Provide information, education and training to workers to enable them to perform their work safely. Providing information on alcohol and other drug use can help to ensure that all workers are aware of the issues associated with the use of alcohol and other drugs and how this may impact on health and safety in the workplace.
Provide comprehensive information, instruction and training to workers on the content and operation of the policy. The policy should be well communicated within the workplace. Effective ways to communicate the policy may include briefings, team meetings, posters on notices boards, and emails or texts to workers. Details of the policy should be included in induction materials and ongoing information, education and training provided to workers.
Provide specific training for managers, supervisors, and health and safety representatives (HSRs) about how to identify workers affected by alcohol or other drugs, how to manage the associated risk, and their specific responsibilities under the alcohol and other drugs policy. Information provided to workers may include:
- what constitutes harmful alcohol consumption and other drug use
- what to do if they suspect a co-worker is affected by alcohol or other drugs
- the effects of alcohol and other drugs on health, safety and work performance
- general statistics on workplace alcohol and other drug use and related accidents
- the consequences for workers who fail to comply with the workplace alcohol and other drugs policy
- workplace and personal lifestyle stressors that can contribute to alcohol and other drugs use
- personal stress reduction methods
- who to approach in the workplace for assistance with an alcohol or other drugs problem
- the legal position (rights and penalties) of workers and management in relation to alcohol and other drug use as specified in the work health and safety laws, employment agreements, award or industry-specific legislation
- counselling, treatment and rehabilitation services available in the workplace and contact details for services available externally. This could be achieved via an Employee Assistance Program for workplaces that have one in place.
Identification of a worker not fit for work as a result of alcohol and/or other drug use
Clearly specify procedures for identifying workers who appear to be impaired by alcohol and/or other drugs. If procedures are not clear, workers are unlikely to implement them, and uncertainty will almost certainly arise.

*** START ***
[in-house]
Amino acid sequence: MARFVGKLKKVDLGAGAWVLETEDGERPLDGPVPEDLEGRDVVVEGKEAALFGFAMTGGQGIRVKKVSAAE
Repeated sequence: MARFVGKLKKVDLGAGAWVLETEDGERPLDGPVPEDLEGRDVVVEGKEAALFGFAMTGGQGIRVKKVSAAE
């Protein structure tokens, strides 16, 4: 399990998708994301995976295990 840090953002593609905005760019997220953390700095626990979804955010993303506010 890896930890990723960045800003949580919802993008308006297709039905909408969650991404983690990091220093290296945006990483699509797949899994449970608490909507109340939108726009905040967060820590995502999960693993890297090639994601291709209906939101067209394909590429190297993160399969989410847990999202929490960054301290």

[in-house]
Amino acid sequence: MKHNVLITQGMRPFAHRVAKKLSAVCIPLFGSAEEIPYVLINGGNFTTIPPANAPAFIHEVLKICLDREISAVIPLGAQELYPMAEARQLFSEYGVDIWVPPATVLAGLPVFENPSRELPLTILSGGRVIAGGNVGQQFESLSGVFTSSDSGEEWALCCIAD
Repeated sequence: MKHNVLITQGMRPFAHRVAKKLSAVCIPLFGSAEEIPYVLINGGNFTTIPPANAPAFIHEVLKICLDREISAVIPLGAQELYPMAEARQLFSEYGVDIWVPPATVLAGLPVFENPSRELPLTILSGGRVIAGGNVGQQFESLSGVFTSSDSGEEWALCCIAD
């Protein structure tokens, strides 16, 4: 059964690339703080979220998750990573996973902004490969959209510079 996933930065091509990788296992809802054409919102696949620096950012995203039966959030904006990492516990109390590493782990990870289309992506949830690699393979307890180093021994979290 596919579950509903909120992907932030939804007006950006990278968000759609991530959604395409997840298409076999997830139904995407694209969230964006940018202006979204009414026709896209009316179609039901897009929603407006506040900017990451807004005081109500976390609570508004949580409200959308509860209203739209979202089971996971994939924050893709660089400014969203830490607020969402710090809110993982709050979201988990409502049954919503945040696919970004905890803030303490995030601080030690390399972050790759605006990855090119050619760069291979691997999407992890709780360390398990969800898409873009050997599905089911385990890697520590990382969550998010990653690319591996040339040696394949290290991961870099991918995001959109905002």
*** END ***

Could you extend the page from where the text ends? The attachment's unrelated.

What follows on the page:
Self-assessment by workers
Specify in the policy that workers are not to attend work if they have consumed alcohol and/or other drugs that affect their ability to work safely, and that workers should not remain at the workplace if they become affected by alcohol and/or other drugs.
Approaching a worker under the influence
Clearly outline and communicate the procedures for managing a worker suspected of being impaired by alcohol and/or other drugs at the workplace, including who should approach workers who appear to be affected by alcohol or other drugs. Designated persons (managers, supervisors, HSRs and/or fellow workers) should be properly trained in the most effective style of approach and be provided with clear information about the scope and nature of their responsibility under the procedure. The procedure should address situations where escalation is required and should also outline steps for initiating police or ambulance intervention if the situation cannot be safely managed at the workplace level. Procedures should ensure that there are steps in place to ensure that the worker is able to get home safely.
Approaches may differ depending on the nature of the workplace and the particular circumstances of the case. Relevant factors may include:
- the nature of the industry
- the workplace culture and structure
- the work carried out by the worker
- the personality of the worker
- whether it is a case of suspected long-term harmful use, or a ‘one-off’ situation.
The procedure for counselling, and if necessary, disciplining workers whose work performance indicates there may be a problem with the use of alcohol and/or other drugs should be consistent with existing awards, agreements and other established counselling and disciplinary measures that apply in the workplace.
Workers should be encouraged to recognise poor and unsafe work performance and encouraged to take steps to address the issues contributing to their behaviour.
Evaluation is an essential component of the policy, and assesses how well the policy meets its objectives, ensures accountability at the managerial and organisational level, and provides important information for predicting future policy success or failure.
Evaluation of the policy should be undertaken in consultation with workers, Health and Safety Committees, and HSRs, where these exist. Potential issues for consideration in evaluation of an alcohol and other drugs policy include:
- the achievement of anticipated outcomes